The Seed Enterprise Investment Scheme (SEIS) is a piece of government legislation that was designed to help kick start the British economic resurgence following the global financial crisis of 2009.
One of the key principles of a nation’s economic growth is entrepreneurship and enterprise, and yet as British banks cautiously tightened the purse strings, it was new businesses and entrepreneurs that would suffer the most.
Seed investment is one of, if not the riskiest avenue for investment in existence, and while returns on a successful early stage startup can be life changing, the statistics suggest that the odds are stacked against that being the case.
As a result, investors are often discouraged by financial advisers from placing funds into an early stage startup venture, and once the banks decided they would no longer offer their support to the sector, there was a huge chasm left and no new businesses left to fill it.
The Seed Enterprise Investment Scheme was finally introduced by George Osborne in 2011 to boost the appeal of early stage investment, by offering very attractive tax benefits in exchange for funding of the UK’s startups. With the scheme, would come a new dawn of entrepreneurship, of economic growth and positivity, or at least that was the objective.
But there does still appear to be a huge obstacle in the way of SEIS, and that is the lack of awareness of its existence. The most recent figures released by HMRC are from 2013/14, the second full year of its existence, and it shows that only around 2,000 companies used the scheme to source investment, with a total of £164 million being raised at an average of £82,000 per company.
In its first year SEIS raised £86 million, so funding levels have increased, but the benefits of SEIS are so significant to such a large percentage of UK residents, it’s surprising that EIS is currently raisin
g over a billion a year, whereas it’s younger more attractive sister is hardly known about. More needs to be done to raise the profile, an here’s why:
The Benefits for Investors
The tax relief model applied to the Seed Enterprise Investment Scheme is widely regarded as the most generous in Europe, perhaps even the world. It is almost certain that no British government would extend the same level of generosity at any time in the future, regardless of how keen they were to source funding for bright young startups.
Income tax relief is granted at a level of 45% of the overall annual investment. The maximum overall investment (which can be placed into any number of qualifying startups) is £100,000. So assuming you invested the maximum, immediately you will receive £45,000 back in tax relief on income.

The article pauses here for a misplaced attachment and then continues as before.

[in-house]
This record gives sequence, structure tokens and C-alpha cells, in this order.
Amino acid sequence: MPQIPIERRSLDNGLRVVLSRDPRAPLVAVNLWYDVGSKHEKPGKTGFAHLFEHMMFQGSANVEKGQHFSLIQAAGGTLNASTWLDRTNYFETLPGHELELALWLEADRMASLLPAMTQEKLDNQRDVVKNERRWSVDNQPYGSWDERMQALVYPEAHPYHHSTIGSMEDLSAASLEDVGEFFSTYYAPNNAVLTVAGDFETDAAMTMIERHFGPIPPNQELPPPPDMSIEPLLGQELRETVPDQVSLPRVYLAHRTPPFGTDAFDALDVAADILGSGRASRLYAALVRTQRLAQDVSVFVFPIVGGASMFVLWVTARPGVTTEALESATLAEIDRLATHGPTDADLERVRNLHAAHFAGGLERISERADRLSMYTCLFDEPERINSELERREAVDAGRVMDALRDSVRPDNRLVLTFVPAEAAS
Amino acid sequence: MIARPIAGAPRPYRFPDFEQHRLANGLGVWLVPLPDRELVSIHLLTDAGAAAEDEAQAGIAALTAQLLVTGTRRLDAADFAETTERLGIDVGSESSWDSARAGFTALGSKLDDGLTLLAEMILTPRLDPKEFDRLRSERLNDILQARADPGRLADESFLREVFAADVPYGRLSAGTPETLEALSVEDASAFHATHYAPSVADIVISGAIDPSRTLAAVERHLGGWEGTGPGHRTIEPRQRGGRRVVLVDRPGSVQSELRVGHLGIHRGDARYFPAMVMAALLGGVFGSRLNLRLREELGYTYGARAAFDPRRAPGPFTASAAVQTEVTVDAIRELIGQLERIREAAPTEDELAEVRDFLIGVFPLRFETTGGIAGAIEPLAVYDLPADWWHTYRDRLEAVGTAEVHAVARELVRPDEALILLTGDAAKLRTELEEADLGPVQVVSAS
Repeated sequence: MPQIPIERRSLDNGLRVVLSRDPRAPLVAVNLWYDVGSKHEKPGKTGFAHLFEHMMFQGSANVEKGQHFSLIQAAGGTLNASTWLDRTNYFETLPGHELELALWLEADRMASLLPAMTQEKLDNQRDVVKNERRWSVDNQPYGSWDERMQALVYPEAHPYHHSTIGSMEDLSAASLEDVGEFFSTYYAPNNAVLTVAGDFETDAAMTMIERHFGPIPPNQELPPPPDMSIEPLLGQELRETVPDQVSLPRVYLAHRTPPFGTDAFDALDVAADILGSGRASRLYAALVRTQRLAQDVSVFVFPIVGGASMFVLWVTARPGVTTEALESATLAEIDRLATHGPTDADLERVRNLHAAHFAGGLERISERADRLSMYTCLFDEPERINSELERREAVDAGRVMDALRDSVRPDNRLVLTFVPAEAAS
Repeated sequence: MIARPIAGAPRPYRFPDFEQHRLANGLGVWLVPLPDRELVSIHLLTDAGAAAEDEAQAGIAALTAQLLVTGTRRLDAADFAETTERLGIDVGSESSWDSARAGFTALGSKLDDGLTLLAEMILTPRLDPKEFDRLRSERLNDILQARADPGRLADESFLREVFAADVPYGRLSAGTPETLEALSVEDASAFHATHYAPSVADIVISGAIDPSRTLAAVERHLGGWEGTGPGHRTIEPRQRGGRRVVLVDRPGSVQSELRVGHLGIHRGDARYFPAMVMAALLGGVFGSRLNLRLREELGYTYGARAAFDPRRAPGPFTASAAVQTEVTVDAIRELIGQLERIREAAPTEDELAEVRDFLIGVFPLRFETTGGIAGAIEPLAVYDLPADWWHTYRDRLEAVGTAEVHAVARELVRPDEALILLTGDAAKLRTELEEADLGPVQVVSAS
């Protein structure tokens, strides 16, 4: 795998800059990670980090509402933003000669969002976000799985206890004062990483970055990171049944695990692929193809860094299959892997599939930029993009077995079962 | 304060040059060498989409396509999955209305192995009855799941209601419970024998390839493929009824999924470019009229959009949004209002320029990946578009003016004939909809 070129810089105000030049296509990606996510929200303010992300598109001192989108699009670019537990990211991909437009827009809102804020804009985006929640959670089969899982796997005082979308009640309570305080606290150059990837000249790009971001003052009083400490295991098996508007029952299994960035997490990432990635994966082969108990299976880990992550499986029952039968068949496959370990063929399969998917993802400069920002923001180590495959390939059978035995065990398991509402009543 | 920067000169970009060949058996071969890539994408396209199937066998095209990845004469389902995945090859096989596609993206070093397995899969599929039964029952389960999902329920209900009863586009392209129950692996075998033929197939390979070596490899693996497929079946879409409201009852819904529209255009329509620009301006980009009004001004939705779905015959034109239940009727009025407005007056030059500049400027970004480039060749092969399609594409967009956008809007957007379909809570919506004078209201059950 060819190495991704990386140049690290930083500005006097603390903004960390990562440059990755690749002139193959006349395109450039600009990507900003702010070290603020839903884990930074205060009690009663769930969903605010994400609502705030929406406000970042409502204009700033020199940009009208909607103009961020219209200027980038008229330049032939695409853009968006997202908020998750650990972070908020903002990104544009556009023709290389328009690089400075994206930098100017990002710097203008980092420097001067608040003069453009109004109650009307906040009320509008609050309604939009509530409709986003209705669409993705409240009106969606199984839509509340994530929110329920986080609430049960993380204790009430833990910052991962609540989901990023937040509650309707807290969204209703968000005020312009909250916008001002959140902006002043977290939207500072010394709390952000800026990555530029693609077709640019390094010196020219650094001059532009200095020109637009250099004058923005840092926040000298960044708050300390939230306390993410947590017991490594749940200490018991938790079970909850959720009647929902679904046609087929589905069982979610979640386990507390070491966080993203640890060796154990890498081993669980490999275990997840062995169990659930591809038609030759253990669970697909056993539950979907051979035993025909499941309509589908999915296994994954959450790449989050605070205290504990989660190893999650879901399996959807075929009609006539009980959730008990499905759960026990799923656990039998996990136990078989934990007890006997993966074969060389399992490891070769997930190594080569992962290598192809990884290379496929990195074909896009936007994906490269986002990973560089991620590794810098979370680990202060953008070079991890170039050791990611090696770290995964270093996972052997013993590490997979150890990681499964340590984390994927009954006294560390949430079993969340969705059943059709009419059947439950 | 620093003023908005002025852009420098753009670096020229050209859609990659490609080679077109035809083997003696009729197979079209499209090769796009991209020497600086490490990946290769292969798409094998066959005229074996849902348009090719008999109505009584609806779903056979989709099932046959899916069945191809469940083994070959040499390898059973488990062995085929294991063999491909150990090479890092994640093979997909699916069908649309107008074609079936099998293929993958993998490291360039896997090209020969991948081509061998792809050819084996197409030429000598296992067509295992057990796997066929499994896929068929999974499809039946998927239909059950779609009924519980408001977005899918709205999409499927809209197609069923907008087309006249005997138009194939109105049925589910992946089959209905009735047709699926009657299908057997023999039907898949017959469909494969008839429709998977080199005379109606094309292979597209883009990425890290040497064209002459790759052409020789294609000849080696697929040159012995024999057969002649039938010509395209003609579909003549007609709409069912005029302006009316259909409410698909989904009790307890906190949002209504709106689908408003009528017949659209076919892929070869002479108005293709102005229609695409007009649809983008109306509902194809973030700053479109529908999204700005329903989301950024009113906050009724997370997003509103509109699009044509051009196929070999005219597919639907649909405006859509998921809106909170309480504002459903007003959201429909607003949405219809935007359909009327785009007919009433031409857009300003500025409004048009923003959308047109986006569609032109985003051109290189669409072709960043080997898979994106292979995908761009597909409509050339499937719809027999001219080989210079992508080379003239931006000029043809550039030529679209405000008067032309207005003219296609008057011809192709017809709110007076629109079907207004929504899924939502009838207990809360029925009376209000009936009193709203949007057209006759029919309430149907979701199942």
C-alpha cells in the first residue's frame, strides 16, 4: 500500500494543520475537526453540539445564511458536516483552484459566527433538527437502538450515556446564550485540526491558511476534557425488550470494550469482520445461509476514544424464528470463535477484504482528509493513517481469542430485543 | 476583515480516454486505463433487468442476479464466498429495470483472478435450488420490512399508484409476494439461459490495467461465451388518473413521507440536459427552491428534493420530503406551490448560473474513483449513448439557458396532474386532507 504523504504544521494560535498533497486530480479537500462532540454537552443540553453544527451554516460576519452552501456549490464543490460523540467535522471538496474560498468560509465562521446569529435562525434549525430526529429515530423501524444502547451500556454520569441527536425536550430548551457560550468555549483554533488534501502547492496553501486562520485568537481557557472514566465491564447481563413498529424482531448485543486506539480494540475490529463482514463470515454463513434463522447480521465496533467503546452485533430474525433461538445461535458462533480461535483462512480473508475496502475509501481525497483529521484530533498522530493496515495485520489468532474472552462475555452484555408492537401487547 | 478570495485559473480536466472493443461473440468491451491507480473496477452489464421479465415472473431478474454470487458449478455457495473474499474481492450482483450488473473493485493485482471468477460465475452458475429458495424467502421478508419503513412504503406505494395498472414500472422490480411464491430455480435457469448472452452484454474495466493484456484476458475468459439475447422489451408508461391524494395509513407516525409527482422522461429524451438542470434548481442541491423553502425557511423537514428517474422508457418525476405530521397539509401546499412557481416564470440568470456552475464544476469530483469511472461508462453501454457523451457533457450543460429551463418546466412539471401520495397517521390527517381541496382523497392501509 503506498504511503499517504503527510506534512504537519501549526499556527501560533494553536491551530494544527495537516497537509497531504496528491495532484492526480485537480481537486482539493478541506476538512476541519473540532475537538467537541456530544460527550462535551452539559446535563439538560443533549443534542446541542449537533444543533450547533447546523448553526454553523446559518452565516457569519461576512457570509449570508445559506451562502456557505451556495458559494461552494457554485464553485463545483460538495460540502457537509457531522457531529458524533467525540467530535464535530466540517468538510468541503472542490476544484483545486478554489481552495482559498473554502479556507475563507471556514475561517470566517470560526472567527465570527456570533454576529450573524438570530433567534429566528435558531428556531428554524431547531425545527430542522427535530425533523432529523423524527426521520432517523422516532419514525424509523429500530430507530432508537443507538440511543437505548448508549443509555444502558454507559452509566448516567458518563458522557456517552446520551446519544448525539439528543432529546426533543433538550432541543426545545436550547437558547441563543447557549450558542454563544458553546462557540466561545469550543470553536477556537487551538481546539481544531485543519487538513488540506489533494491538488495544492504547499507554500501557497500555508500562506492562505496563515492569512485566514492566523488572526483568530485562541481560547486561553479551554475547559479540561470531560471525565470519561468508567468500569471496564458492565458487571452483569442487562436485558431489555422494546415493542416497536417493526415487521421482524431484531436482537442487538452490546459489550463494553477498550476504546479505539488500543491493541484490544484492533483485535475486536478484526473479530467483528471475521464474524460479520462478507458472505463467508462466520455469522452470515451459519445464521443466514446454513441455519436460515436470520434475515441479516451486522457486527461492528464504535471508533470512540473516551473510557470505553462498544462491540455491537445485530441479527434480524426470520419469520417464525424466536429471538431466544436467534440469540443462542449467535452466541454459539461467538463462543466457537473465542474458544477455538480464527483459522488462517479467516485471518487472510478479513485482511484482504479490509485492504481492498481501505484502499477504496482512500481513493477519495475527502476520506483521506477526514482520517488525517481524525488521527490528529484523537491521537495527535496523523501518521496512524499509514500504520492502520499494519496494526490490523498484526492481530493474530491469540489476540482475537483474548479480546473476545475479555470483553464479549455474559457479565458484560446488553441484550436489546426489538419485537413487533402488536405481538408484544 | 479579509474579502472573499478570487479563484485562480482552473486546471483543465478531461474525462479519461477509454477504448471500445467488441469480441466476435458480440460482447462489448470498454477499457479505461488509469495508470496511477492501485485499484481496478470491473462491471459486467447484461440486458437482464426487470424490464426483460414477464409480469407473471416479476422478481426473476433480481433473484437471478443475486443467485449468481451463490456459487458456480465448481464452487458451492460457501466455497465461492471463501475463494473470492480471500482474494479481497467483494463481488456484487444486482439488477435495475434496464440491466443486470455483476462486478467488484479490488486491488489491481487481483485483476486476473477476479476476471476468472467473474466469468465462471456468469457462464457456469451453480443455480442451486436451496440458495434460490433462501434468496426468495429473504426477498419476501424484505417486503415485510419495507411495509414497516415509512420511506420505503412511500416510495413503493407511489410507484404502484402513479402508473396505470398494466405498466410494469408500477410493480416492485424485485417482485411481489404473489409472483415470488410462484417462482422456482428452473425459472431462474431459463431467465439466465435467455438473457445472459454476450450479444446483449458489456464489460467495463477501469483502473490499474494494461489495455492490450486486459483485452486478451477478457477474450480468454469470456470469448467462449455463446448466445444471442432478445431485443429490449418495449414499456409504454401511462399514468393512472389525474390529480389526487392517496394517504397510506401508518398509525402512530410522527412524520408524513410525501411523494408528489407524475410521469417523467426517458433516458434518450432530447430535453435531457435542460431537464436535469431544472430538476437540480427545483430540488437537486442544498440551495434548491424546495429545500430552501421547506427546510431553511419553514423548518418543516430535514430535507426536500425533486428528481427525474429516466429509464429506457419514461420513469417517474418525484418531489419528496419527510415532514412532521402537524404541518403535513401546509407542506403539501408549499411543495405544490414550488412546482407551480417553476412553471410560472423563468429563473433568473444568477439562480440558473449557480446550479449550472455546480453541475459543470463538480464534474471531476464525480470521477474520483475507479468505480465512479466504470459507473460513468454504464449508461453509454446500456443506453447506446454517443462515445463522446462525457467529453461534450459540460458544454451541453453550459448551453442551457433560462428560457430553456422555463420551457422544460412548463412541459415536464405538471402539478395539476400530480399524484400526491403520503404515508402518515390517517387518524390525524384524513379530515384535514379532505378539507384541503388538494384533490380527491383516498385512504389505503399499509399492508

Capital Gains Relief
This is at 100% for any investment through the scheme. If you decide to sell your shares in the business after the waiting period of three years, there will be no CGT on any gains you’ve made.
CGT Reinvestment Relief
If you are enjoying the 45% Income Tax relief you’re getting from the scheme, you may be interested to know that if you have previous investments external from the scheme, and you cash these in to place into an attractive company within SEIS qualification, you will get a 50% CGT reduction on any gains.
Inheritance Tax Relief
Two years from the date of purchase, 100% Inheritance Tax is granted on any shares held in an SEIS investment.
And finally, if the investment fails, the government offer the opportunity to offset part of the loss against tax on other income.
All in all, the risk factor is cut down by, in some cases, verging on 100%, which when you consider that investors are only usually likely to place funds inside an enterprise they believe has a great chance for success, means that SEIS should be far more popular than it already is. As more people become aware of the scheme, more investment will undoubtedly come through SEIS, and with the UK’s exciting tech scene seemingly going from strength to strength in London and with the Tech North initiative, the future for the startup sector in the UK looks to be extremely fruitful.
For more information on SEIS, as an investor or an entrepreneur, visit SEIS.co.uk